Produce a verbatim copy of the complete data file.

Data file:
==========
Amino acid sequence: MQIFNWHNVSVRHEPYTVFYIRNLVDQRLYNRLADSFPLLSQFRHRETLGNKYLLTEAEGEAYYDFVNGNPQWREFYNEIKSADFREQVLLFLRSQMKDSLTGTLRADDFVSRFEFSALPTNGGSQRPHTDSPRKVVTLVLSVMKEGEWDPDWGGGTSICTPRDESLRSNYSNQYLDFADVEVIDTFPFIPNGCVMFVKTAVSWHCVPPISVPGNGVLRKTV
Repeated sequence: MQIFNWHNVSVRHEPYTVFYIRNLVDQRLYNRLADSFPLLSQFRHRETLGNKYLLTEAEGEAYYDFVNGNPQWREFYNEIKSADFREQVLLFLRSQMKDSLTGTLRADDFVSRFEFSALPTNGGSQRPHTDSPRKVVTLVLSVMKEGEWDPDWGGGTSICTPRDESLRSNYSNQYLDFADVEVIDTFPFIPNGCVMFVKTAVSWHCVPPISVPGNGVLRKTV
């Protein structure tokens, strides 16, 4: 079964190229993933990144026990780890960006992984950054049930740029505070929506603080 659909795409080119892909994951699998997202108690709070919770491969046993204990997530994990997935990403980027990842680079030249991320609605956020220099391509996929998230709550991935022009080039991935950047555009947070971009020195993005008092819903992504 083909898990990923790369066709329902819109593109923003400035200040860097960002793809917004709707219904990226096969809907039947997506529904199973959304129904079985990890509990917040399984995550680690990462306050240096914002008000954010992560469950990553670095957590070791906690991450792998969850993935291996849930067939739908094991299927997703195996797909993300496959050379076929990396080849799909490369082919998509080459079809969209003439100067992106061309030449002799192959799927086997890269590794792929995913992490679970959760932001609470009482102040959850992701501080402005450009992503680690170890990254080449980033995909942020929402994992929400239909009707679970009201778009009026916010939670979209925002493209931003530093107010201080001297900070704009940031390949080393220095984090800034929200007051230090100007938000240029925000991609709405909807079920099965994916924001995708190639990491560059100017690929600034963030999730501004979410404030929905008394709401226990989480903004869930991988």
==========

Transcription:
Amino acid sequence: MQIFNWHNVSVRHEPYTVFYIRNLVDQRLYNRLADSFPLLSQFRHRETLGNKYLLTEAEGEAYYDFVNGNPQWREFYNEIKSADFREQVLLFLRSQMKDSLTGTLRADDFVSRFEFSALPTNGGSQRPHTDSPRKVVTLVLSVMKEGEWDPDWGGGTSICTPRDESLRSNYSNQYLDFADVEVIDTFPFIPNGCVMFVKTAVSWHCVPPISVPGNGVLRKTV
Repeated sequence: MQIFNWHNVSVRHEPYTVFYIRNLVDQRLYNRLADSFPLLSQFRHRETLGNKYLLTEAEGEAYYDFVNGNPQWREFYNEIKSADFREQVLLFLRSQMKDSLTGTLRADDFVSRFEFSALPTNGGSQRPHTDSPRKVVTLVLSVMKEGEWDPDWGGGTSICTPRDESLRSNYSNQYLDFADVEVIDTFPFIPNGCVMFVKTAVSWHCVPPISVPGNGVLRKTV
């Protein structure tokens, strides 16, 4: 079964190229993933990144026990780890960006992984950054049930740029505070929506603080 659909795409080119892909994951699998997202108690709070919770491969046993204990997530994990997935990403980027990842680079030249991320609605956020220099391509996929998230709550991935022009080039991935950047555009947070971009020195993005008092819903992504 083909898990990923790369066709329902819109593109923003400035200040860097960002793809917004709707219904990226096969809907039947997506529904199973959304129904079985990890509990917040399984995550680690990462306050240096914002008000954010992560469950990553670095957590070791906690991450792998969850993935291996849930067939739908094991299927997703195996797909993300496959050379076929990396080849799909490369082919998509080459079809969209003439100067992106061309030449002799192959799927086997890269590794792929995913992490679970959760932001609470009482102040959850992701501080402005450009992503680690170890990254080449980033995909942020929402994992929400239909009707679970009201778009009026916010939670979209925002493209931003530093107010201080001297900070704009940031390949080393220095984090800034929200007051230090100007938000240029925000991609709405909807079920099965994916924001995708190639990491560059100017690929600034963030999730501004979410404030929905008394709401226990989480903004869930991988």